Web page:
"Rejoicing Over the Proclamation"

February 1, 1863
A sketch of three Civil War soldiers

The following article appeared in a Northern newspaper chronicling the celebrations of African-Americans to the Emancipation Proclamation on January 1, 1863.

The news of the President’s great act was received with a thrill throughout the loyal North. Among men who love liberty, the rejoicings were universal. Extra newspapers were eagerly bought in the great cities, and men stopped in the streets to read the decree. The general joy was augmented by the simultaneous intelligence of the victories in Tennessee and Mississippi. Altogether, the New Year began with a general burst of enthusiasm. May the year establish Liberty, and crown it with Peace.

In New York, several congratulatory meetings have been held. The Abyssinian Baptist (colored) church gathered a jubilant audience on Friday evening. Several clergymen, among whom were Rev. Messrs. Cary and Spellman, made addresses. Mr. George T. Downing added some remarks. The meeting closed with cheers for Horace Greeley, Win. Lloyd Garrison, Dr. Cheever, and others, and with the song “John Brown.” On Monday evening the “Sons of Freedom,” an association of colored people, held a public celebration in Cooper Institute, the great hall was crowded to suffocation, mostly by negroes, whose appearance and behavior might well put their white-faced traduces to shame. Rev. H.H. Garnet presided with dignity, reading the Proclamation, and making a most appropriate and eloquent address. Having finished the reading of the Proclamation, he said, “My friends, we must remember that it is God who has brought about this great event. Let us, first of all, rise to our feet, and stand in solemn reverence and thankfulness before him.” The whole assembly rose. “Now, then,” said Mr. Garnet, “let us give three cheers for the President of the United States.” They were given with a will, and followed successively by cheers “for our native land,” for the Stars and Stripes, for the Abolitionists, and for Horace Greeley. The prayer of the occasion – a prayer of thanksgiving to God for the freedom of 3,000,000 slaves – was offered by Rev. J.T. Raymond, pastor of the Abyssinian Baptist church. Addresses, earnest, appropriate, and stirring, were delivered by Dr. Cheever, Prof. W.J. Wilson, Lewis Tappan, Rev. Richard K. Cain, William Wells, Brown, and others. The music, instrumental and vocal, was by a colored band and choir, under the direction of Mr. Thomas Hamilton. The whole proceedings were very interesting, exciting, and impressive.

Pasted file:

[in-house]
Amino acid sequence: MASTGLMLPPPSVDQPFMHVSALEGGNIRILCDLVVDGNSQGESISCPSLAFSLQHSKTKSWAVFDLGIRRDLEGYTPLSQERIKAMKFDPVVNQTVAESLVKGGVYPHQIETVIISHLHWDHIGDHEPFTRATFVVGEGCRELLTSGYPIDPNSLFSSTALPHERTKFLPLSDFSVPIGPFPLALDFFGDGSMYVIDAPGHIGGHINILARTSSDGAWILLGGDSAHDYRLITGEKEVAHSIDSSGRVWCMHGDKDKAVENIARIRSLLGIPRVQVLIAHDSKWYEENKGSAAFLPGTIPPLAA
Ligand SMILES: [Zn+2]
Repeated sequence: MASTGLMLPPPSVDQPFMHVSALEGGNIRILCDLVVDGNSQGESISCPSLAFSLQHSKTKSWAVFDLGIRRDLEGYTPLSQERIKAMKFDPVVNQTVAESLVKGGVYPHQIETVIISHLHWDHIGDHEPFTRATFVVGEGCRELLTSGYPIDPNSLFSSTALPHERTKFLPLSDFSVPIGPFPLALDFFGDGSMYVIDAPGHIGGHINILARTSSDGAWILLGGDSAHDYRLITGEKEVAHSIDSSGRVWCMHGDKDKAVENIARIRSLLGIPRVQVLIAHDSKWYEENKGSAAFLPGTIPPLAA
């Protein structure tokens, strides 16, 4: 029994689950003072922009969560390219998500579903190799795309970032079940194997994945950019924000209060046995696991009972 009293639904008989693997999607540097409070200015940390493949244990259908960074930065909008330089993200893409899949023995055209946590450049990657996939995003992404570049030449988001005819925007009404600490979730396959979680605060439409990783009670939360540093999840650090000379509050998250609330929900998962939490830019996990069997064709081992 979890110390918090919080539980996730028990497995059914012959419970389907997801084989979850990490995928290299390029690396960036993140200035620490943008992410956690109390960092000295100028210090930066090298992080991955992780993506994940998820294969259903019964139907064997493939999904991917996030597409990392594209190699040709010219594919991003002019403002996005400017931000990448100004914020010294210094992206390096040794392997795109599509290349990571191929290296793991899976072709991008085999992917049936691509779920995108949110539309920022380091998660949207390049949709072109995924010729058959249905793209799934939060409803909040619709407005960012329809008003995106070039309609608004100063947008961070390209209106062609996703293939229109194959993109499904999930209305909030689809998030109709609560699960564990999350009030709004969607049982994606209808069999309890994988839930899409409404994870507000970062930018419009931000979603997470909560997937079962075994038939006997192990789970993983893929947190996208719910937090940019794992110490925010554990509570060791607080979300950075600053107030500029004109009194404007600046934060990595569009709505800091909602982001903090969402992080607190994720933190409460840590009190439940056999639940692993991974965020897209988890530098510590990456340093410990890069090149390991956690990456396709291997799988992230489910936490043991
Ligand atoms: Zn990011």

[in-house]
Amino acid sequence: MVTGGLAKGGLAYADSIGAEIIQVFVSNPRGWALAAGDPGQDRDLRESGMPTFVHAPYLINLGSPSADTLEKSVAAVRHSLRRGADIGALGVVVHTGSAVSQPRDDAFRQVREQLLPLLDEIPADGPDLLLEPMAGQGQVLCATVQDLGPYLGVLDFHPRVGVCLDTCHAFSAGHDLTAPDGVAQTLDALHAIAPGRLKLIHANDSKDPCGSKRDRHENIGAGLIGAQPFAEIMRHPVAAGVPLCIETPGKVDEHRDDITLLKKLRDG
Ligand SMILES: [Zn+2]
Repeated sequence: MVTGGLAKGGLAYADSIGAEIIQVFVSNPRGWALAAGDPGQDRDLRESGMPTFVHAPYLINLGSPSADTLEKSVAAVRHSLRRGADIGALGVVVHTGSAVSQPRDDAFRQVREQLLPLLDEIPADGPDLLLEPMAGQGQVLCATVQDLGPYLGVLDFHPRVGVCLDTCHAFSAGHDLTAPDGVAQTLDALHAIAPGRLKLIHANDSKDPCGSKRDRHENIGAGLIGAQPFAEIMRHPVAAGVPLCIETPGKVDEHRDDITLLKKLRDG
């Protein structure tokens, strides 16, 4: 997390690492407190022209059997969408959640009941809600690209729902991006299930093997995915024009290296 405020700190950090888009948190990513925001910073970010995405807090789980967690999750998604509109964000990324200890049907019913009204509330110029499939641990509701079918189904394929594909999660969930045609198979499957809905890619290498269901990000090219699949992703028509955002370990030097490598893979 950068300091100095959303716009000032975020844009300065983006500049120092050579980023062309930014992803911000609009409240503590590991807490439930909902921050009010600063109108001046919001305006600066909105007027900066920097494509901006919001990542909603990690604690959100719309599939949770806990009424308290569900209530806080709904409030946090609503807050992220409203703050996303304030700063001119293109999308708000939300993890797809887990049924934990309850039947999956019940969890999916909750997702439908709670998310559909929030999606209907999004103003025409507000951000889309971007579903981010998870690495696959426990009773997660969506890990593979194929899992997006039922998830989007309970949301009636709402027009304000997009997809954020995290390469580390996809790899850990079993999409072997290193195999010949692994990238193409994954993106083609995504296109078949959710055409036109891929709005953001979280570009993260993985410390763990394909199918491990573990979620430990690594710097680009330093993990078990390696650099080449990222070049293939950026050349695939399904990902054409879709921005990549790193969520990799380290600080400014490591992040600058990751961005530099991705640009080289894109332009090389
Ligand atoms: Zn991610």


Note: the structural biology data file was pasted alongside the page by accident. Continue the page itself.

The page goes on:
In Brooklyn, a meeting of the colored people and their friends was held in Bridgestreet church. The pastor, Rev. J.N. Gloucester, presided; the congregation sang the old hymn.

“The year of jubilee has come.”